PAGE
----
From the first day of our trip until the last, as our husbands and their village battled the gremlins and made the thousands of tasks each day happen, we heard bits and pieces about the tornados that blew through our homes. Personally, I was made privy to several scenarios; scenarios that reminded me why I needed the trip in the first place.
Take this fun email I received from one child’s teacher for example:
Worse, while we were Facetiming that night, the child in question zoomed the book in and out on the nude pictures found in Where Do Babies Come From and through his giggles announced that he figured it out. “The daddy has to pee on the mommy and that is how we get babies, right?” Awesome!
I received a phone call the next night, when my youngest daughter sneaked into a room all by herself to whisper to me on the other end of the line, “Mama! Boo Bear called the emergency number on the phone today. He was trying to call you, but he called an ambulance by accident. Daddy was NOT happy.” Wow, that sounds fun! Just another day in the life at crazy town.
One other night, my mother-in-law kept telling me Lucy was at our house watching the little kids while she and my husband attended our oldest’s soccer game. I was really confused and more than a bit concerned because (1) I don’t know anyone named Lucy and (2) I don’t know anyone named Lucy. You see the problem here, right? Turns out she meant, Cathy, our neighbor and good friend, but whatever, I’m in Texas?! Another Dos Equis with lime and salt, please. And one for Lucy, too.
Yet, by day four, I was ready to get home and see the sweet faces of my husband and children. The morning started off with lots of hugs and big smiles. It was wonderful to be back home, with the ones I am called to do life with, and to jump back into the mundane: packing lunches, walking to school, hitting the grocery store, etc.
And while I was checking out at Trader Joes, happy about my uneventful day and thankful to still be on vacation, my phone rang. I glanced down to see the words many parents dread: the name of their child’s school. I picked up the phone.
Her: This is nurse Amy calling from the the school clinic.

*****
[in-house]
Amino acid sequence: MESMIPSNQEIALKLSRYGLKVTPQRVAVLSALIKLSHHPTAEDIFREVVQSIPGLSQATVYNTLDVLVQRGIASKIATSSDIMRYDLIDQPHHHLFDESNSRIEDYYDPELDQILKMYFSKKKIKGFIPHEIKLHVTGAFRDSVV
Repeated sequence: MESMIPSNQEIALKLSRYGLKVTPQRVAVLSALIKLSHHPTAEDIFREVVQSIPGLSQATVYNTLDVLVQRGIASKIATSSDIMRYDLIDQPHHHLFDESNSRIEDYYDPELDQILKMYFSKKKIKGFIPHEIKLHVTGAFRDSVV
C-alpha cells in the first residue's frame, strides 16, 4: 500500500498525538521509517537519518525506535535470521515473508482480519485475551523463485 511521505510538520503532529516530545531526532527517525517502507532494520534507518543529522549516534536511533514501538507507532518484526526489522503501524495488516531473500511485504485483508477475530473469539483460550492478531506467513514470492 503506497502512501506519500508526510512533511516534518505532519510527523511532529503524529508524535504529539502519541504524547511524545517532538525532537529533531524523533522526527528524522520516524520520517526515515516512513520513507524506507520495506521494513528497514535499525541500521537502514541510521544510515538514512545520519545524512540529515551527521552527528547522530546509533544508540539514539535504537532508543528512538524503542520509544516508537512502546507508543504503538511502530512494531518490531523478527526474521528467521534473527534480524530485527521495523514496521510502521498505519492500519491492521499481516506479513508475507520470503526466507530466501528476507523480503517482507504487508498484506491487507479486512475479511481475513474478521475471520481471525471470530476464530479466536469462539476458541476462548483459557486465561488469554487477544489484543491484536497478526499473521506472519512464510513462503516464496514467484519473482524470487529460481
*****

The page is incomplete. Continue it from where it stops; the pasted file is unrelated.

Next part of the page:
Me: Is everything OK?
Her: I have your youngest in the clinic. She just threw up…
Me: Really? Wow, she was totally fine this morning. And come to think of it, I don’t remember her ever throwing up.
Her: Well, she had an eating contest in the cafeteria today. She and two friends had a contest to see who could eat the most and the fastest. And then…she ran to the bathroom and threw up.
Me: What? An eating contest? Really? An eating contest? Well, that’s a first.
Her: She is ok. She is just saying that her belly hurts.
Me: I imagine it does.
Her: I’ll keep her here until recess is over and then send her back to class.
Me: Awesome. Well, I’m glad we could keep your day as eventful as possible. Sorry bout that?!
And so, the crazy train continues. Sometimes I don’t think I am going to make it until they all become adults. Yet, other times I stop to grasp the moments. Moments that are passing by so slow and at lightening speed all at once. A British soccer coach we once hosted jokingly declared our home “mayhem manor!” And it is. A house full of trauma and healing, intensity and simplicity, grief and joy, busyness beyond human capacity, great wins and great losses. Just regular people, eyeballs deep in the messiness of life, trying to hang on and even enjoy it once in a while.
I might make it and I might not, at least not with all my sanity in check, BUT I do now have these awesome, fun, RED cowboy boots and dreams of another trip, at some point in the future. A trip to remember and to forget, but mostly to remember that though our flavors may differ, we are all on this crazy train together.